3814 – Ndebele Doll

Physical description:
Traditional beaded doll made by Ndebele women in Southern Africa. The doll has a spherical head of black fabric, a conical body of blue fabric, and string-wrapped arms. She is decorated with small glass beads, mainly red and white.
Museum classification:
Modern Witchcraft
125 x 140 x 65

The Ndebele women of Southern Africa make various different types of these dolls, which symbolise different stages of a woman's life, and are intended to bring her good fortune in her various roles. This is either a fertility doll (given to a bride by her maternal grandmother) or a ceremonial doll (placed outside a young woman's hut by a young man who wants to marry her). It is probably a ceremonial doll, as the fertility dolls tend to have more elaborate headdresses.

Purchased by the donor in a charity shop in Allerton Road, Liverpool.

Allerton is an especially magical part of Liverpool. It is the site of the Calderstones - stones from a passage grave, carved with spirals, a footprint and a bird. It is also the site of the 1000-year-old Allerton oak, whose acorns were used as protection charms. (Information provided by donor.)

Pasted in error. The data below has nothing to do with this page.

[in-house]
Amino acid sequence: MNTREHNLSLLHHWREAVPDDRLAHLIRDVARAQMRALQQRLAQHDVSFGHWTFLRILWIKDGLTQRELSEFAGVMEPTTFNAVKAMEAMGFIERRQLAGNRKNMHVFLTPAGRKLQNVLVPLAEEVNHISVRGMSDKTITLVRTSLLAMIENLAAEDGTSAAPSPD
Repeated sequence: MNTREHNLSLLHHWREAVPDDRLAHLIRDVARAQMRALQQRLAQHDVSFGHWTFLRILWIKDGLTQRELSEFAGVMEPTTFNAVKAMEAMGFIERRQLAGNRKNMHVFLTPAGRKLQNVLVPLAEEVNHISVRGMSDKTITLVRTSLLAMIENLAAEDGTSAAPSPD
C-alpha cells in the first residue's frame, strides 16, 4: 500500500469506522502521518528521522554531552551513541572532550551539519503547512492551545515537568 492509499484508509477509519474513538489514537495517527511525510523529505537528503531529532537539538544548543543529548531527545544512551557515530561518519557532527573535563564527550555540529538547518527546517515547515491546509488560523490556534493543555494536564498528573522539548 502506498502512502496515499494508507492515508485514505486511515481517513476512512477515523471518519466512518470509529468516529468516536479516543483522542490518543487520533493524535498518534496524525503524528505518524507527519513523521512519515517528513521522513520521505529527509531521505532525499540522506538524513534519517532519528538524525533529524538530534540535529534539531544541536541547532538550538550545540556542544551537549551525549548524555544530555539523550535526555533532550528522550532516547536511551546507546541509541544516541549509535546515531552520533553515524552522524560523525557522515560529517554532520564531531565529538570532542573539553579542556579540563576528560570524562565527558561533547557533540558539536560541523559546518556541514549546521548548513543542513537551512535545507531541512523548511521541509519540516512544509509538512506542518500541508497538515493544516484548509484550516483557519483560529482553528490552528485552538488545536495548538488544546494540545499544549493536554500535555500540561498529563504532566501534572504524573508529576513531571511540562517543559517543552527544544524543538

This doll has a companion piece - 3815, an ithyphallic small brass figure, perhaps a male fertility amulet.

A Ndebele fertility doll features in this year's (2017) temporary exhibition, 'Poppets, Pins and Power: The Craft of Cursing', on loan from Louise Fenton, curator of the exhibition. Louise uses it to illustrate the fact that poppets can be used for benevolent purposes, as well as for cursing.

Fabric, glass, metal etc.